When a family member is sentenced to prison it’s often their family that “does the time”—having one less mother, father, brother, sister to raise a child. This isn’t to say a sentence isn’t ever deserved, even if the justice system is far more punitive and destructive than need be, placing incarcerated individuals from the city in far-flung rural places and bringing them back into the system for minor parole violations that could be dealt with a warning rather than six more months. This is where young entrepreneur Krystal Bush, daughter and sister of two justice-impacted individuals, comes in: staring a van service, Bridging the Gap, to drive families to see their loved ones hundreds of miles from her home in Philadelphia.
The service becomes a family affair with mother “Big Krystal” driving a second van while also preparing for son Jarvae’s release from the city prison after 11 years. Crystal has been raising Jarvae’s son Nyvae in hopes of adopting him to protect him from the foster system (Nyvae’s mother is also incarcerated). Father Victor is also newly released from prison for a short period, Crystal helps get him back on his feet by buying him a collection of socks and other merchandise to sell on the street. His parole officer objects to a set with marijuana leaves and he’s sent back to prison for six months.
Directed by Lisa Riordan Seville and Zara Katz, A Woman on the Outside chronicles the hell the system puts families through via the cycle of incarceration and how Krystal aims to provide support through her business and advocacy initiatives. While it doesn’t quite force a conversation about the wholesale structure of state prison systems, it does bring about an interesting point: how can a family without means maintain bonds when prisons are hundreds of miles away and the only other option for contact are companies like JPay, who turn tremendous profits from other communications methods like video chats and digital postcards? The system seems built on setting up justice-impacted individuals for failure.
Yet A Woman on the Outside is an inspiring, optimistic character study of Bush from ages 28-30 as she grows her business and takes care of her family the best she can, winning leadership awards along the way. The circumstances include a tragic twist involving a little-seen older brother, her father’s parole violations, and Jarvae’s arrest for a shooting that ultimately involves charges being dropped while he’s sitting in jail fighting his case.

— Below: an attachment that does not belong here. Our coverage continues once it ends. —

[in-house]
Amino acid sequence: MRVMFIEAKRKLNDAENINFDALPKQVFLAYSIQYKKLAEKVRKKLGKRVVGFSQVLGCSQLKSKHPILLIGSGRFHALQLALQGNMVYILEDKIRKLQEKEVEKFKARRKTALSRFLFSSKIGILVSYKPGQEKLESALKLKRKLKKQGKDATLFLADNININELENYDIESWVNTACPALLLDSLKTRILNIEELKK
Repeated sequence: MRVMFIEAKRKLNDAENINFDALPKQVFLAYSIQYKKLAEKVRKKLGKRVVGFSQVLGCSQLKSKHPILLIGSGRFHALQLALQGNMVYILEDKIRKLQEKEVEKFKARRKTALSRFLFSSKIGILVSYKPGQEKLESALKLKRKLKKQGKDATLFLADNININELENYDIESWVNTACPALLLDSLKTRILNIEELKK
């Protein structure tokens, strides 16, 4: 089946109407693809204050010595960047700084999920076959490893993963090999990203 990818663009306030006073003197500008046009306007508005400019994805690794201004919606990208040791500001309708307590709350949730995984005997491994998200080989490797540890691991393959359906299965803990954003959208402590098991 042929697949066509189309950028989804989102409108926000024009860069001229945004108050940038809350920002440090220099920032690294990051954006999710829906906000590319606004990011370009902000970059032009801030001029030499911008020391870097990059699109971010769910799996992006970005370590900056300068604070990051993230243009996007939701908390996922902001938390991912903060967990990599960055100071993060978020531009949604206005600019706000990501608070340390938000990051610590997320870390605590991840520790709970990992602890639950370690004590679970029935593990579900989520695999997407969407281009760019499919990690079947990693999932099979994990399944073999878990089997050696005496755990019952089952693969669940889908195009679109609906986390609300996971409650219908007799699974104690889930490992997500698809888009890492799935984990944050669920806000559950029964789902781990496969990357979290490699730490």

Bush occasionally laments that some of her youth has been taken from her—she doesn’t have a child of her own and is focused on her success as well as the success of her community. Her business proves so strong that she starts having some growing pains and takes out a billboard advertising that she is hiring. Only a few Instagram posts when she’s away from Philly allow her to be a normal twenty-something.
Adopting an education-over-incarceration ethos is easier said than done, and Crystal proves an inspiring fighter. The film itself takes its time to tell an intimate story of one woman fighting back in her own way against the systems in place to disrupt predominantly black inner-city families. It is, interestingly, somewhat removed from the politics of Philadelphia’s now-legendary, polarizing district attorney Larry Krasner, who has taken the approach that only the most violent crime should be prosecuted with the goal of creating more equality in sentencing. The experiment is still ongoing and struggles on the ground continue. Crystal and, by extension, this documentary call attention to one aspect of the system and the need for more opportunities so the cycle may be broken.
A Woman on the Outside premiered at SXSW 2022.